Broker gets a chance to shine

PUBLISHED : Sunday, 06 November, 1994, 12:00am
UPDATED : Sunday, 06 November, 1994, 12:00am
 

THE territory's financial community are busy scuffing their shoes in anticipation of a special day for one of their number.


Alan Hodson, managing director of posh stockbrokers Warburg's, will abandon his pinstripes for the less-than-pristine garb of a shoeshine boy in the next few weeks.


At the Reuters charity dinner at the JW Marriott hotel, which raised $1 million for the Playright and Hong Kong Down's Syndrome charities, Hodson found himself at the end of some unwelcome attention from Warburg's diligence department director Colin Hall.


Hodson watched bemused as his colleague talked up the bidding for an item allowing the winner to nominate someone to act as a shoeshine boy at a pitch in Central for an hour. When Hall's winning $18,000 bid was accepted, Hodson discovered he had been nominated.


The word around Exchange Square is that rival brokers are walking through all manner of unpleasant substances to give Hodson the chance to exercise his shoe-shining skills. LEVITY is a rare commodity in courtrooms and after hearing of an attempt at judicial humour last week, it is hardly surprising.


Writer Nury Vittachi (picture) and his wife Mary appeared in front of Judge De Souza in the Family Court in Wan Chai Tower to finalise the arrangements for the adoption of their baby son, Jem.


Vittachi, who made his name as the writer of the South China Morning Post 's Lai See column, had clearly disappointed some fans after he decided to join the Far Eastern Economic Review last year.


'I have decided to disallow the adoption . . . until you start writing funny articles in the Post again,' the judge said as Vittachi stood before him, rooted in horror to the floor, until he realised he was the butt of M'Lud's stab at humour and tittered in nervous relief.


THE Chinese have long been styled as the Italians of Asia: noisy, gregarious, devoted to fresh ingredients in their cuisine, and to eating large amounts of noodles.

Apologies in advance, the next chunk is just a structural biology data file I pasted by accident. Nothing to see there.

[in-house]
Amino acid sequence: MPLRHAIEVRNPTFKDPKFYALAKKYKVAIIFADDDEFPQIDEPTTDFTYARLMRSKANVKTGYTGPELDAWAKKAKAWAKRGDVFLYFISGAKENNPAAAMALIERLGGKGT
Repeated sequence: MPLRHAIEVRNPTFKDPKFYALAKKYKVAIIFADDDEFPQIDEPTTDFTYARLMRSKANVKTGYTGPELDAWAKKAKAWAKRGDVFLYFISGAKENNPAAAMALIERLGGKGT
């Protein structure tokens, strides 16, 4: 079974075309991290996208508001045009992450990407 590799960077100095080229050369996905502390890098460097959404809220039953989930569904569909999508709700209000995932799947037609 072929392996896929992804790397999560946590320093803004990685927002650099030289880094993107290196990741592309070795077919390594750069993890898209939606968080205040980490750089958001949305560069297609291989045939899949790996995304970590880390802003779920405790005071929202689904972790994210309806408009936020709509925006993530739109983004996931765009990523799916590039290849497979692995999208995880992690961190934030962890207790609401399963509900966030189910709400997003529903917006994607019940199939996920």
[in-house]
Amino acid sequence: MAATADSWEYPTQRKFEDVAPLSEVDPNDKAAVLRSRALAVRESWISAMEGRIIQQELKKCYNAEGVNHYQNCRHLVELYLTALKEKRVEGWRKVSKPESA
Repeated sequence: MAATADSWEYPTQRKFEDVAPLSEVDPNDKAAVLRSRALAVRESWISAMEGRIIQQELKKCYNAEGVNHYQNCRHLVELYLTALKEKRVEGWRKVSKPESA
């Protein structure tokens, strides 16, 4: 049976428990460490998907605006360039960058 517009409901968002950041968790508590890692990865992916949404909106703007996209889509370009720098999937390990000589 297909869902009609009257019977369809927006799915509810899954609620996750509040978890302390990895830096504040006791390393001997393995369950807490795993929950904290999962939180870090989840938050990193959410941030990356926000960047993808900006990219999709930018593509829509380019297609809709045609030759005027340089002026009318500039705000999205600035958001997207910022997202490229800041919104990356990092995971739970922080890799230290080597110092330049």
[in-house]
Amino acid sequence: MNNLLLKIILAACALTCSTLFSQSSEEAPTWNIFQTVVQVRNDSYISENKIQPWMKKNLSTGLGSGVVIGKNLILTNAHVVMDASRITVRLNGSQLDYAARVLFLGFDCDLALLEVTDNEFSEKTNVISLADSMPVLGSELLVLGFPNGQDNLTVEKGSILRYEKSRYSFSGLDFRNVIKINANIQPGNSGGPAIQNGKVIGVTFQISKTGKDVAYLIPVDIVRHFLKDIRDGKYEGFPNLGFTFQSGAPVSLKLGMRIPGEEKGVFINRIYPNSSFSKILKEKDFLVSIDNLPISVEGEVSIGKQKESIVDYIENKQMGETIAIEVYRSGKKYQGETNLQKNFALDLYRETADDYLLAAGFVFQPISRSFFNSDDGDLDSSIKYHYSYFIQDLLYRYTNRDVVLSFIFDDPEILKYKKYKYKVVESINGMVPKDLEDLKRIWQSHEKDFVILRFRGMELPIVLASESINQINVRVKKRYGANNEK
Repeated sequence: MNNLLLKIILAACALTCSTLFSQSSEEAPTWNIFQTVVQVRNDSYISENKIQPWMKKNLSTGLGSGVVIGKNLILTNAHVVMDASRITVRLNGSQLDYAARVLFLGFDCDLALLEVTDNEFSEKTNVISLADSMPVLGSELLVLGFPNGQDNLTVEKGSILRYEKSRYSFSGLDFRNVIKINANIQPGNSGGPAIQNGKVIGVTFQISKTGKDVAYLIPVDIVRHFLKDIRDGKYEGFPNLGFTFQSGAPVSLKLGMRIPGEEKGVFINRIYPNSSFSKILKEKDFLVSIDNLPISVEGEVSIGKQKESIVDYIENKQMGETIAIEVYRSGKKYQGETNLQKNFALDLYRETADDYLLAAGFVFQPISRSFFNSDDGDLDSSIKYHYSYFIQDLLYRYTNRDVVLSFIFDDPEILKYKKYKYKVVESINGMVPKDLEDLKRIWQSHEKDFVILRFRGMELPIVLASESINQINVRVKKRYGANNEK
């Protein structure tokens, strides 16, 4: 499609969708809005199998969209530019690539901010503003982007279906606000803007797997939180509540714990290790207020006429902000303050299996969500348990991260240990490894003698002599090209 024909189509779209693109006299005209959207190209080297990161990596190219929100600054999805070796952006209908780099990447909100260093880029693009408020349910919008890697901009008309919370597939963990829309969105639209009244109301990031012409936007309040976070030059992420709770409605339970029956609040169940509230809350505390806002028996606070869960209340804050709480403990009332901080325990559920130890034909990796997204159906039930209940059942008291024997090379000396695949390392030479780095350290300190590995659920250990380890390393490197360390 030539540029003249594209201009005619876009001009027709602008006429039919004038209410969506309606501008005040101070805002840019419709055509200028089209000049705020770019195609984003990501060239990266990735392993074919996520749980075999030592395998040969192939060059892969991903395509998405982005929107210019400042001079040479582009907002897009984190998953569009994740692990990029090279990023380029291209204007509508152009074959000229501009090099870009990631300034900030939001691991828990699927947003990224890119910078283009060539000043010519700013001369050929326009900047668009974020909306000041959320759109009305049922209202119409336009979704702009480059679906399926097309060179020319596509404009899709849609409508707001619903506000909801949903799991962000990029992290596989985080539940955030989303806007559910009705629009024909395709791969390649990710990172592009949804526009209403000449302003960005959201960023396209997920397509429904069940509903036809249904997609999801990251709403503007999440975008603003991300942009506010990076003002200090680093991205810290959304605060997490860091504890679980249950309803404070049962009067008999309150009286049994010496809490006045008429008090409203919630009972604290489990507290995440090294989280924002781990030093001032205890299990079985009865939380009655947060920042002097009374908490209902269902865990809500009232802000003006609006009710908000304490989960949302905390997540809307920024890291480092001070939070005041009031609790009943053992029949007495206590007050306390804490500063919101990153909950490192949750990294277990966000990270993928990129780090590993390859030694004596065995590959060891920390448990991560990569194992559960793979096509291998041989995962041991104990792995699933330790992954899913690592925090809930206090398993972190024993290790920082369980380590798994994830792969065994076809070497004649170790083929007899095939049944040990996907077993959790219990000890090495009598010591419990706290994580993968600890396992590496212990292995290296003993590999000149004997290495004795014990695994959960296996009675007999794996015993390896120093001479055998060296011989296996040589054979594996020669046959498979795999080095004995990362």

Barrister Alan Hoo, Tino Kwan and Benjamin Lung, the trio behind the Va Bene Italian restaurant in Lan Kwai Fong, have taken the concept further.


Mindful of the Sino-Italian link, the trio and maitre d' Pino Piano last week went to the Man Mo Temple in Hollywood Road, where the quartet carried out a bai sun ceremony to give thanks for the success of the restaurant.


Incidentally, anyone up in court on a charge of 'taking without consent' should think of hiring Hoo to defend them. On one leg of a railway tour of Italy to scout out chefs to guest in Va Bene, the three were terribly late arriving at one town. The reception committee had long departed and the station was deserted. Spying the lights of their destination three kilometres distant, Hoo snuck into a shed and took a bicycle from it to rouse their host.


Their relieved restaurateur-host hopped into his car within a minute of Hoo reaching him to pick up the other two - leaving the Queen's Counsel to slog his way back to the station to return the bicycle.


HONG KONG Nuclear Investment announced last week that the Daya Bay nuclear power plant had won the 1994 International Power Plant Award by US publication Electric Power International.


The magazine said 'this accomplishment by a nation new to the nuclear energy community reflects a remarkable ability to overcome major communications difficulties and cultural differences encountered with working with foreign participants'.


If the unthinkable ever happens and Daya Bay nuclear power station spews its contents over the territory and southern China, this will be something for us to recall with pride as a second head begins to sprout on our shoulders.


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Broker gets a chance to shine

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